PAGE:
In Glare of Prime Time, Duo Delivers

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The New York Sun

Misty May-Treanor and Kerri Walsh are the best beach volleyball tandem in the world, but they’re much more than just that.

They’re also a couple of TV stars, as evidenced by NBC’s decision to give them as much airtime as Michael Phelps or Kobe Bryant. And they’re changing the way their sport is viewed, to such an extent that NCAA schools may soon offer beach volleyball scholarships.

NBC was operating under the assumption that May-Treanor and Walsh would waltz to the final when it negotiated with the International Olympic Committee to schedule the women’s final for tomorrow morning in Beijing — live in prime time tonight in America. The network assumed right.

The Americans, who won the gold in 2004 without losing a game, will bring a 107-match winning streak to tonight’s gold medal match. They’ve been so dominant that no team has even forced them into a third game so far in Beijing.

But as great as May-Treanor and Walsh are at their sport, it’s hard to shake the feeling that the reason NBC shows so much beach volleyball — a sport that generally ranks somewhere near archery and equestrian in terms of the American public’s interest — has less to do with their athleticism than their bikinis. NBC hasn’t been shy about portraying May-Treanor and Walsh as the sex symbols of the Summer Olympics, and although NBC does show men’s beach volleyball, too, the men’s matches usually have the feel of something the network feels obligated to televise.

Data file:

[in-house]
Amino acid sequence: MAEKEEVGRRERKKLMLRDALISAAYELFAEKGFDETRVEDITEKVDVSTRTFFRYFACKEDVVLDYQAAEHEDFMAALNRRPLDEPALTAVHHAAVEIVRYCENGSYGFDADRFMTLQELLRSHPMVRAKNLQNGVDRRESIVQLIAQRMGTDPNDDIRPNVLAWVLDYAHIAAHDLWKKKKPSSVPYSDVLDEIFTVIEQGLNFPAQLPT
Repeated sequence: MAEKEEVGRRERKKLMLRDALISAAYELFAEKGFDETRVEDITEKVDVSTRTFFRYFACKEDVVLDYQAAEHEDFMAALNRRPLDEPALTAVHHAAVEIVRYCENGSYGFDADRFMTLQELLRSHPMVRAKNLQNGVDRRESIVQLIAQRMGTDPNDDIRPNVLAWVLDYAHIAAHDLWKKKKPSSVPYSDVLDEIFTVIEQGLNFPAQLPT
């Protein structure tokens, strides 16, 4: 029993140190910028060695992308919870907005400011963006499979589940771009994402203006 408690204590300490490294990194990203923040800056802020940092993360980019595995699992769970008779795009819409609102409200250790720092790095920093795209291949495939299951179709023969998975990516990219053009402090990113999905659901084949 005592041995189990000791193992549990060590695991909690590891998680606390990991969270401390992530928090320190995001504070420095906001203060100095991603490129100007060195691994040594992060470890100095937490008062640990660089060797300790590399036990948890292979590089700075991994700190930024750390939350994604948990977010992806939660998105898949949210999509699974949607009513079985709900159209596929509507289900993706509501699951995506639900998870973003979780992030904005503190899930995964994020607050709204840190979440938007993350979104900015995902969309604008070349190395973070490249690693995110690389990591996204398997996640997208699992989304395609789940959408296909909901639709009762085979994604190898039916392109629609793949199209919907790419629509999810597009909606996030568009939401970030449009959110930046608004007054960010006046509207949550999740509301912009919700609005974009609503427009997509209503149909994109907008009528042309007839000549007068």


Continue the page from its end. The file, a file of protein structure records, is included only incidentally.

Whatever the reason for May-Treanor and Walsh getting national television attention, they’ve earned it with their play in the sand. The duo has so dominated the sport that if they somehow lose tonight’s gold medal match to China’s Tian Jia and Wang Jie, it would be every bit as big an upset as the U.S. men’s or women’s basketball teams losing a game. Tian and Wang, who are actually seeded first in the tournament because of an Olympic rule that gives seeding preference to the host country, will give May-Treanor and Walsh their toughest test, but it’s not a test anyone doubts they’ll ace.

Both May-Treanor and Walsh were among the best college volleyball players in America in the 1990s. The 5-foot-9-inch May-Treanor, who married Florida Marlins catcher Matt Treanor shortly after winning the 2004 gold medal, was the national player of the year for Long Beach State in 1997 and 1998. The 6-foot-3-inch Walsh was the 1999 player of the year at Stanford. At that time, the indoor version of volleyball was the only one that most people considered a legitimate sport. But the pair’s success in the Olympics is a big part of the reason that the NCAA is considering adding what will be called “sand” volleyball as an official scholarship sport, starting with the 2009-10 school year.

That makes May-Treanor and Walsh two of the most influential athletes in these Olympics, in addition to being two of the best athletes in these Olympics. Tonight they’ll win their 108th consecutive match and earn their second gold medal.

The New York Sun

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